Riding The L

Christine Wodrascka

This album is brought to you by the letter “L”.

Displaying a commitment to alliteration as well as improvisation, these solo piano pieces all have titles beginning with “L”. Although, as it happens, French musician Christine Wodrascka tore up her L-plates long ago, having established an impressive presence on the European improvisation scene.

Her approach on this CD is intense and almost frighteningly physical. She’s clearly not afraid of tampering with the mechanisms or of delving right into the guts of the piano to tear out the required sounds. “Prepared piano” doesn’t quite do it justice. “Loup, Belette, Amis-Amis?” and “La Machine du Vieux Kamaji” are particularly brutal. Salvador Dali probably heard music like this in his head when painting that image of an Atmospheric Skull performing atrocities on a grand piano.

But it’s not all industrial howls, scrapes and clangs. The reflective “Luci Polari” is close to modern classical minimalism, rippling away like the Aurora Borealis itself. Meanwhile, “Lame de Fond à l’horizon, Claude” scampers up and down the keyboard in playful fashion. Possibly that’s Claude as in Debussy. “Lupercales” is full of heavy, percussive clusters of notes, the perfect soundtrack for celebrating the ancient Roman festival in the privacy of your own home, if you’re not quite up to running naked through the streets striking passersby with an animal hide whip.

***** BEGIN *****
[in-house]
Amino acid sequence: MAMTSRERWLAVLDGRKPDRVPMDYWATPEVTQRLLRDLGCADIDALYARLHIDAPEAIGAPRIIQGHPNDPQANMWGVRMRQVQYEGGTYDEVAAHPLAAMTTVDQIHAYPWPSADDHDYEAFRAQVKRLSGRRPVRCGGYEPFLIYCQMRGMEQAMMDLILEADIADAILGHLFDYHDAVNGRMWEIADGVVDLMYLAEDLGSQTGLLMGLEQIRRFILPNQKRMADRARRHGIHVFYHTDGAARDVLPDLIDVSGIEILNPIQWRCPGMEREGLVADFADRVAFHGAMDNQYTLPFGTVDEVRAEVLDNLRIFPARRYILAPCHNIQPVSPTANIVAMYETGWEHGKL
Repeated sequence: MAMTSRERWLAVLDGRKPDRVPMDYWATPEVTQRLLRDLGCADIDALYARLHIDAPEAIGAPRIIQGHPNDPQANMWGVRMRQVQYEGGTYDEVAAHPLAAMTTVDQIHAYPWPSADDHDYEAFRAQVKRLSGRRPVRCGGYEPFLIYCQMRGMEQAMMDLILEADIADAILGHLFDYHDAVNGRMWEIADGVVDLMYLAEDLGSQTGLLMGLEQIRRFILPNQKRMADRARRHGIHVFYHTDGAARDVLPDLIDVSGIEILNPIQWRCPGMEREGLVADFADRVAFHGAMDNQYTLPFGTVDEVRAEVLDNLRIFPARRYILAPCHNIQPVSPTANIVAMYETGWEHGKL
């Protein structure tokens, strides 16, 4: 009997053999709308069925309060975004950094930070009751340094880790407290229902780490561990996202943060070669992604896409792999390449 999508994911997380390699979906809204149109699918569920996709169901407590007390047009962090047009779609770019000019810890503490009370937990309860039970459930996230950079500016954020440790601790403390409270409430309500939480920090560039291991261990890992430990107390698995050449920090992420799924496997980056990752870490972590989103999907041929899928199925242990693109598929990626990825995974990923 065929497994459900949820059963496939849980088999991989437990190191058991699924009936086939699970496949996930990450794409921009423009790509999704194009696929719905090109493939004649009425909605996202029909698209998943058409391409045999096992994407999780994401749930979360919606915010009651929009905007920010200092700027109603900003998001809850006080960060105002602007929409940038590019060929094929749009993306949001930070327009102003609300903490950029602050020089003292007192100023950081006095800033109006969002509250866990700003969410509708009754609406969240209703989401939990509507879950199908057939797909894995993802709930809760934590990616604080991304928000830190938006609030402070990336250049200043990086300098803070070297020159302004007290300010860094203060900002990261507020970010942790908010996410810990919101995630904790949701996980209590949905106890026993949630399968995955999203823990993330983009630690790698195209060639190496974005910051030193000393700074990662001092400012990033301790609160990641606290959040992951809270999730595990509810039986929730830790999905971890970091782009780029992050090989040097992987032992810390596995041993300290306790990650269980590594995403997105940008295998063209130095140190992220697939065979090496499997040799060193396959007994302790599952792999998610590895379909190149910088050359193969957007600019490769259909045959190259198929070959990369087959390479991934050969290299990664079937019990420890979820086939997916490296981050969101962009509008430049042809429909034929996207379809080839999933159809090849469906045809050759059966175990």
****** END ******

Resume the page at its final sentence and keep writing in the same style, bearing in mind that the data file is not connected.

Elsewhere, “Leste Série D’Horloges” is dedicated to a group of distinguished experimental forebears, and does indeed sound like a “nimble series of clocks”, if my O-level French has the translation right. However, these are clocks marking time on some super-massive planet, where the gravity fluctuates wildly and time runs in unpredictable directions. Probably safe to say there isn’t a setting on the metronome for this piece, unless it’s a metronome designed by Salvador Dali.

With a fine French sense of irony, the title track isn’t linear at all. Instead it’s a pulsing wave which rises and falls in intensity. It sounds as if it could play on for eternity.

Free improvisation as it should be, then, uninhibited, exploratory and full of light and shade.

Laisse-toi aller!